Etiquette: http://www.arm.linux.org.uk/mailinglists/etiquette.php
Marc Singer
2008-12-11 19:57:17 UTC
Permalink
Post by Russell King - ARM Linux
Post by Marc Singer
In tracking an unhandled fault on the MX31 (ARMv6) I found that some
of the FSR encodings changed for ARMv6. For example,
DFSR ARMv4 (TRM*) ARMv5 (ARM926EJ-S) ARMv6 (ARM1136J-S)
~~~~ ~~~~~~~~~~~ ~~~~~~~~~~~~~~~~~` ~~~~~~~~~~~~~~~~~~
b00010 External abort Undefined Cache maintenance
on linefetch operation fault
(section)
b00110 External abort Undefined Access flag fault
on linefetch on page
(page)
* TRM refers to the ARM Technical Reference Manual as published by
Addison Wesley.
It appears that the important faults (those with handlers other than
do_bad) are compatible between architectures. So, perhaps this is
merely an issue of making the descriptions either more precise per
architecture, or more vague so that the fault isn't misrepresented.
I don't know where you're getting the information for ARMv6 from, but
it is incorrect.
00010 in the ARM1136 TRM and ARM ARM is "Instruction debug event".
00110 in the ARM1136 TRM and ARM ARM is not a defined bit pattern.
http://infocenter.arm.com/help/topic/com.arm.doc.ddi0211j/DDI0211J_arm1136_r1p5_trm.pdf

Table 3-62 on p3-84. Perhaps I am misinterpreting the table.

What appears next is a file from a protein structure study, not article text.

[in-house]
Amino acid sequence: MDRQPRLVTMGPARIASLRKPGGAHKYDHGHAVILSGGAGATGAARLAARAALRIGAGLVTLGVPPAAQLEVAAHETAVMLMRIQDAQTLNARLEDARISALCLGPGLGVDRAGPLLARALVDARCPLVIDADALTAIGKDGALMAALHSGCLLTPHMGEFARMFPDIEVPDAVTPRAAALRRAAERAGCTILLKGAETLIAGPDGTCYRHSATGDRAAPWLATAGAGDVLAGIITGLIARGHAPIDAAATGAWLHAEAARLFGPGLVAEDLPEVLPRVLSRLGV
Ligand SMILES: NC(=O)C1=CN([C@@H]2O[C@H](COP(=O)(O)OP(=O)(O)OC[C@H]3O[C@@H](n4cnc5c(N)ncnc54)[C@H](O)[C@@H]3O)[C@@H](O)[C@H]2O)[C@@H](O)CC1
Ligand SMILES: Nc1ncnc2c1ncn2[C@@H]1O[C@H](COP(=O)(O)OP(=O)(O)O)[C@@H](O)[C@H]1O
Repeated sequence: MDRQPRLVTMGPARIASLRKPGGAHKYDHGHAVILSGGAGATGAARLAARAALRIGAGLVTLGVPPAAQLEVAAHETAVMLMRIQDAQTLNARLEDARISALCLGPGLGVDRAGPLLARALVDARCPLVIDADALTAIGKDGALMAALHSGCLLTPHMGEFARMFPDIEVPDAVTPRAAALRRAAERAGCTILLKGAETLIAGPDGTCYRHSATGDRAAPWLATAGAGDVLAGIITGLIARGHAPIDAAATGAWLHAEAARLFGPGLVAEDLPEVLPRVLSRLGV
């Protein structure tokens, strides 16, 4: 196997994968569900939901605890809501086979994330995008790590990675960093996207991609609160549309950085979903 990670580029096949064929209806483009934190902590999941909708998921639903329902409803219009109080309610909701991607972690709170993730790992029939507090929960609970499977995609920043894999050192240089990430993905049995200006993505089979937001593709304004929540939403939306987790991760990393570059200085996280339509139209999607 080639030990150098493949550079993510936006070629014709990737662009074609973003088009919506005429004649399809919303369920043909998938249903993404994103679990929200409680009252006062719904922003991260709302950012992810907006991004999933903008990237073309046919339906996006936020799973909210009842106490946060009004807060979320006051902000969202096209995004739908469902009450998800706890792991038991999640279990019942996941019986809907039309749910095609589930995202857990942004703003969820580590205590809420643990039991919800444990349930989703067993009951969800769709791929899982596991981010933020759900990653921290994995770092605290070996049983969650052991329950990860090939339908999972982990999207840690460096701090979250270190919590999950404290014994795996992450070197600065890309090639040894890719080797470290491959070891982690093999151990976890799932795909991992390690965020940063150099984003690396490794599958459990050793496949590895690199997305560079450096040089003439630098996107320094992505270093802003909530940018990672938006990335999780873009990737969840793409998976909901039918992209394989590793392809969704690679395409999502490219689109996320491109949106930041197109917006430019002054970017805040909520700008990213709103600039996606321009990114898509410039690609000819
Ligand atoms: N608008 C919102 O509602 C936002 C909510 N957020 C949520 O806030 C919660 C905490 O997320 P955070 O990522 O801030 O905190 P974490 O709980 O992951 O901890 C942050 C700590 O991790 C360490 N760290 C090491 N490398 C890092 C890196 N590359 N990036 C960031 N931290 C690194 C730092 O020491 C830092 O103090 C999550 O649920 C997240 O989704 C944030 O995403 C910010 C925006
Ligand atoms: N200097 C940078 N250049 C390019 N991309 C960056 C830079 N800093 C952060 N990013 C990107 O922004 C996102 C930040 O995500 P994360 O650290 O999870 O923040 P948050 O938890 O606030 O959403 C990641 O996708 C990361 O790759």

-------------------------------------------------------------------
List admin: http://lists.arm.linux.org.uk/mailman/listinfo/linux-arm-kernel
FAQ: http://www.arm.linux.org.uk/mailinglists/faq.php
Etiquette: http://www.arm.linux.org.uk/mailinglists/etiquette.php
Russell King - ARM Linux
2008-12-11 20:36:49 UTC
Permalink
This post might be inappropriate. Click to display it.
Marc Singer
2008-12-11 20:57:05 UTC
Permalink
Post by Russell King - ARM Linux
Post by Marc Singer
http://infocenter.arm.com/help/topic/com.arm.doc.ddi0211j/DDI0211J_arm1136_r1p5_trm.pdf
Table 3-62 on p3-84. Perhaps I am misinterpreting the table.
Oh hell, the ever changing face of ARM Ltd documentation. The version I
was looking at was DDI0211D.
00010 "Debug event fault"
00110 is access fault
Now, access fault is a new thing in later ARM architectures which, with the
AFE control register bit enabled, it will produce faults if AP[0] is zero.
See page 6-40. We don't enable the AFE bit though.
Well, that's bad news for me. I am seeing this fault on the instruction after

cpsie i